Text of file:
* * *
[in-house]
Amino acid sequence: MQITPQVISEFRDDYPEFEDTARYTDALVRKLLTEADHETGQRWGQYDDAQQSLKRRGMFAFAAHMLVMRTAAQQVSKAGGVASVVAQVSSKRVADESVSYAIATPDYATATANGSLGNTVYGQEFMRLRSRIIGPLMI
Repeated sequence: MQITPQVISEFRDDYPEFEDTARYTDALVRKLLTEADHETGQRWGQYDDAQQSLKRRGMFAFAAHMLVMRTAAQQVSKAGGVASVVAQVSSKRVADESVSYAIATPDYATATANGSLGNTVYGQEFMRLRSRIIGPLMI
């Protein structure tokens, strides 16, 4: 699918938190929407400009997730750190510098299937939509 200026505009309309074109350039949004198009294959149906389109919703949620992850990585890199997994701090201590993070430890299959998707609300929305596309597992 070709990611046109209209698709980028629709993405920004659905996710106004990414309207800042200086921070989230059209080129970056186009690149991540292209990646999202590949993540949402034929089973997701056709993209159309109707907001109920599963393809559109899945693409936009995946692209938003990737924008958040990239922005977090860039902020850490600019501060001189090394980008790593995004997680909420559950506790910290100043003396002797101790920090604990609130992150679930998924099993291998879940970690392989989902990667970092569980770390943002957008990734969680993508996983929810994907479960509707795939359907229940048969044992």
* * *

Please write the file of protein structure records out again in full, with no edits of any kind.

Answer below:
[in-house]
Amino acid sequence: MQITPQVISEFRDDYPEFEDTARYTDALVRKLLTEADHETGQRWGQYDDAQQSLKRRGMFAFAAHMLVMRTAAQQVSKAGGVASVVAQVSSKRVADESVSYAIATPDYATATANGSLGNTVYGQEFMRLRSRIIGPLMI
Repeated sequence: MQITPQVISEFRDDYPEFEDTARYTDALVRKLLTEADHETGQRWGQYDDAQQSLKRRGMFAFAAHMLVMRTAAQQVSKAGGVASVVAQVSSKRVADESVSYAIATPDYATATANGSLGNTVYGQEFMRLRSRIIGPLMI
């Protein structure tokens, strides 16, 4: 699918938190929407400009997730750190510098299937939509 200026505009309309074109350039949004198009294959149906389109919703949620992850990585890199997994701090201590993070430890299959998707609300929305596309597992 070709990611046109209209698709980028629709993405920004659905996710106004990414309207800042200086921070989230059209080129970056186009690149991540292209990646999202590949993540949402034929089973997701056709993209159309109707907001109920599963393809559109899945693409936009995946692209938003990737924008958040990239922005977090860039902020850490600019501060001189090394980008790593995004997680909420559950506790910290100043003396002797101790920090604990609130992150679930998924099993291998879940970690392989989902990667970092569980770390943002957008990734969680993508996983929810994907479960509707795939359907229940048969044992």